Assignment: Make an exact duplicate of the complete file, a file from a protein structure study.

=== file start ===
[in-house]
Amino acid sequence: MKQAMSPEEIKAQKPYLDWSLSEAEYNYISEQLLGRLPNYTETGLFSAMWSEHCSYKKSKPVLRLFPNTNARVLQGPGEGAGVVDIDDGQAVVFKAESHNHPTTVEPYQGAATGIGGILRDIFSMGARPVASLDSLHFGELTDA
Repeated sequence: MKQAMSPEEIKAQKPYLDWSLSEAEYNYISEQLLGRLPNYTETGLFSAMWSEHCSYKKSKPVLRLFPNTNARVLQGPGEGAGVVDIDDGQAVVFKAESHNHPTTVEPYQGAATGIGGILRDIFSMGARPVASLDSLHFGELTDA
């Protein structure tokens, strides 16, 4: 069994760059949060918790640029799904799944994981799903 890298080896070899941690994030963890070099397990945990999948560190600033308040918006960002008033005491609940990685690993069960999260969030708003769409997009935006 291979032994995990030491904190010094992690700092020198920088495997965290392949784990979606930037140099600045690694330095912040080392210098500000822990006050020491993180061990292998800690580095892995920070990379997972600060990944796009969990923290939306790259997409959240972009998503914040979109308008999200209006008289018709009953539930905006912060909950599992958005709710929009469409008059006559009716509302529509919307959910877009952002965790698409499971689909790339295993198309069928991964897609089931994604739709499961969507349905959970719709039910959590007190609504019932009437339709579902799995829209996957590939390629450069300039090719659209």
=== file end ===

[in-house]
Amino acid sequence: MKQAMSPEEIKAQKPYLDWSLSEAEYNYISEQLLGRLPNYTETGLFSAMWSEHCSYKKSKPVLRLFPNTNARVLQGPGEGAGVVDIDDGQAVVFKAESHNHPTTVEPYQGAATGIGGILRDIFSMGARPVASLDSLHFGELTDA
Repeated sequence: MKQAMSPEEIKAQKPYLDWSLSEAEYNYISEQLLGRLPNYTETGLFSAMWSEHCSYKKSKPVLRLFPNTNARVLQGPGEGAGVVDIDDGQAVVFKAESHNHPTTVEPYQGAATGIGGILRDIFSMGARPVASLDSLHFGELTDA
């Protein structure tokens, strides 16, 4: 069994760059949060918790640029799904799944994981799903 890298080896070899941690994030963890070099397990945990999948560190600033308040918006960002008033005491609940990685690993069960999260969030708003769409997009935006 291979032994995990030491904190010094992690700092020198920088495997965290392949784990979606930037140099600045690694330095912040080392210098500000822990006050020491993180061990292998800690580095892995920070990379997972600060990944796009969990923290939306790259997409959240972009998503914040979109308008999200209006008289018709009953539930905006912060909950599992958005709710929009469409008059006559009716509302529509919307959910877009952002965790698409499971689909790339295993198309069928991964897609089931994604739709499961969507349905959970719709039910959590007190609504019932009437339709579902799995829209996957590939390629450069300039090719659209």